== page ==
Edmonton isn't incredibly dissimilar from other North American cities. One thing that is unusual is the fact that Edmonton is the cultural, educational and political centre. For all other provinces in Canada, these things are divided between cities within a province. Through a few loopholes, Edmonton was able to set itself up to hold the provincial parliament while also hosting the province's university. You get everything in one city :).

Which tourist attractions should be avoided?

Because Edmonton is not set up as a tourist city, there aren't many tourist traps.

If a friend visited you in Edmonton, where would you take him/her that most tourists would never know about? In other words, what and where are the undiscovered jewels of the city?

Whyte Avenue is a street with a lot of cute, independent shops and coffee houses. At night it comes alive with young people, as some of the most popular bars are on this street. Hawrelak Park is a really nice place to picnic and rent a paddleboat in the summer, or in the winter it's a great place to go skating.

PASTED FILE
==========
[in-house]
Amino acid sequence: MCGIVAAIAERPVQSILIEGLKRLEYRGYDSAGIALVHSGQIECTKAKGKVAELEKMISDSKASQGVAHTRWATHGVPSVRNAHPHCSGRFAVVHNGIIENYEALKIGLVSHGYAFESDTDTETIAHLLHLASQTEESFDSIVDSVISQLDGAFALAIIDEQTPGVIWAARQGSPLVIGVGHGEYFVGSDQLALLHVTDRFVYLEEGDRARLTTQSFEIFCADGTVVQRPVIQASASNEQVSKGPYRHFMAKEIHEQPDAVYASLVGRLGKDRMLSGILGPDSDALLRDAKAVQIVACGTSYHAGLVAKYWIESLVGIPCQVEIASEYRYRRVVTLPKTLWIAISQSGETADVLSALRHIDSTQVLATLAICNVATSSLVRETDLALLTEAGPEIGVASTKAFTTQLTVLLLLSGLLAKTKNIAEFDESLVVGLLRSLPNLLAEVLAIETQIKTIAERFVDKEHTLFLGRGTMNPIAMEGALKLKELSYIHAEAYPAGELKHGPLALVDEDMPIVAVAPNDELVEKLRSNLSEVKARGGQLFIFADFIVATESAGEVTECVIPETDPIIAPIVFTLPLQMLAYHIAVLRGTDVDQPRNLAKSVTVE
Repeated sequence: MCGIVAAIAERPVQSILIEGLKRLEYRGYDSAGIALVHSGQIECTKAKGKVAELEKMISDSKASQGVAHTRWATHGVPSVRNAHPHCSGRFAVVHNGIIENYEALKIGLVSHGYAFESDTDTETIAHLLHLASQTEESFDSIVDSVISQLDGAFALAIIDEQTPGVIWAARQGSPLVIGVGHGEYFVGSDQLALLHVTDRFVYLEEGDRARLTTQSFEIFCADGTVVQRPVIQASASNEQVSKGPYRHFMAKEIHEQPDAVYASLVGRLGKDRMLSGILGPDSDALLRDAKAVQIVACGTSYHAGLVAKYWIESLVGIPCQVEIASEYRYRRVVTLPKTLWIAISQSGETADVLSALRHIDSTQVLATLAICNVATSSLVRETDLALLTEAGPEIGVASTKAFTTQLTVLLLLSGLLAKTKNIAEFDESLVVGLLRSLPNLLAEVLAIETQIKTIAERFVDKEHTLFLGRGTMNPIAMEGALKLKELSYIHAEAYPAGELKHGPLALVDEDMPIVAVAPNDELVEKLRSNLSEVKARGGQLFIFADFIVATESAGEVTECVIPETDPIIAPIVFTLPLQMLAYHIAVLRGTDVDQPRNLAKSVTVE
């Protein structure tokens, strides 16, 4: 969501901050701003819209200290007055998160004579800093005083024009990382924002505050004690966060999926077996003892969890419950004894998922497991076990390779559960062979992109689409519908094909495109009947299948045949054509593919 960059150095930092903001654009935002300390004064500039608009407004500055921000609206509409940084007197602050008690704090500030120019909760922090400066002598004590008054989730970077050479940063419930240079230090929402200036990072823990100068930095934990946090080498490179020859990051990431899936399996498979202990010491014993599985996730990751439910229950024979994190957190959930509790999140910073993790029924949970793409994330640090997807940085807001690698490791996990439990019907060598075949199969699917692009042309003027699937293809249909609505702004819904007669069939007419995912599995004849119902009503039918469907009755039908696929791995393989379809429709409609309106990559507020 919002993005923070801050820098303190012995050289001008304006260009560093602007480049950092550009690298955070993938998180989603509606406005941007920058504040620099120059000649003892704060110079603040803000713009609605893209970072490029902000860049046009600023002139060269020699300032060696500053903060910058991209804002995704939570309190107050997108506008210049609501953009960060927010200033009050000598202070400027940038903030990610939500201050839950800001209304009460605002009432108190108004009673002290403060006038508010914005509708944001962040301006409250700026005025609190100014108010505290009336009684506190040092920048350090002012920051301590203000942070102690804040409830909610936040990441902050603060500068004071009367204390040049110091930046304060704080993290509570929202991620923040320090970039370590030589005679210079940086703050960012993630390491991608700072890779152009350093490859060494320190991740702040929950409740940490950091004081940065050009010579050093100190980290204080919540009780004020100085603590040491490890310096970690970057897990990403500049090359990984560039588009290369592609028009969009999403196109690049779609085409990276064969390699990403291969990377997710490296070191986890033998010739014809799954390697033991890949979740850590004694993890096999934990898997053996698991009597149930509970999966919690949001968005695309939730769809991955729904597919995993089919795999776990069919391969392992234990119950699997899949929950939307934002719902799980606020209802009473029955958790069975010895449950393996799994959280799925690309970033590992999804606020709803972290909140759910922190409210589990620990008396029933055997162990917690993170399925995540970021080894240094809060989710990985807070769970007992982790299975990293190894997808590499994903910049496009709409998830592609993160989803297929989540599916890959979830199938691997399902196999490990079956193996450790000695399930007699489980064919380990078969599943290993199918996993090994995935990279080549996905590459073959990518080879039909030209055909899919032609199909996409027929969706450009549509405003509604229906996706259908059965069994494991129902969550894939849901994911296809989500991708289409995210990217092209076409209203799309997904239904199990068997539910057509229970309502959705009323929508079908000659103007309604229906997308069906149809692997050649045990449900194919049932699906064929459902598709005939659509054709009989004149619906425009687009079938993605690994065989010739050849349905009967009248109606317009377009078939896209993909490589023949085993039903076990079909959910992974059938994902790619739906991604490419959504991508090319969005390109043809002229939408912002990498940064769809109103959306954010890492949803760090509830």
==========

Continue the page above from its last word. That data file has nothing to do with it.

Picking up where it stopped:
What do local young people do in their free time? Where do they hang out? Is there a large variety of clubs/bars/theatres etc?

There are a lot of country bars in Edmonton, but there's a bar for any music taste: top 40, country, rock, dance, retro etc. Theatres are scattered across the city, colloquially designated as "expensive" (approx $13) or "cheap" (approx $3).

What are some common misconceptions regarding Edmonton and Canada as a whole? How would you rather describe your city and/or country?

The most common misconception is that Canada is exactly the same as the United States. Honestly, the two countries are quite similar, but there are significant differences. While the US is a "melting pot" of assimilation, Canada prides itself on being a multicultural "mosaic". It is very easy to maintain your cultural identity while still integrating with Canadians. Canadians are also more laid back and tolerant.

Canada is also regarded as being a freezing cold country. This is partly true (from November to March); however, the summer months are beautiful and very warm. We don't live in igloos or own pet polar bears ;). (Believe me, people have asked me about this before.)

What is Canada's perception of the US?

I think Canadians like the US, but are also a bit hesitant because they really want to separate themselves from the US. We don't want to be viewed as simply "following their lead". We are quite connected in a number of ways because of trade, entertainment, sports, etc. For these reasons, as well as our proximity, we are close allies.

Please tell us more about the contemporary cultural scene (art, film, literature, music, dance, theatre, etc).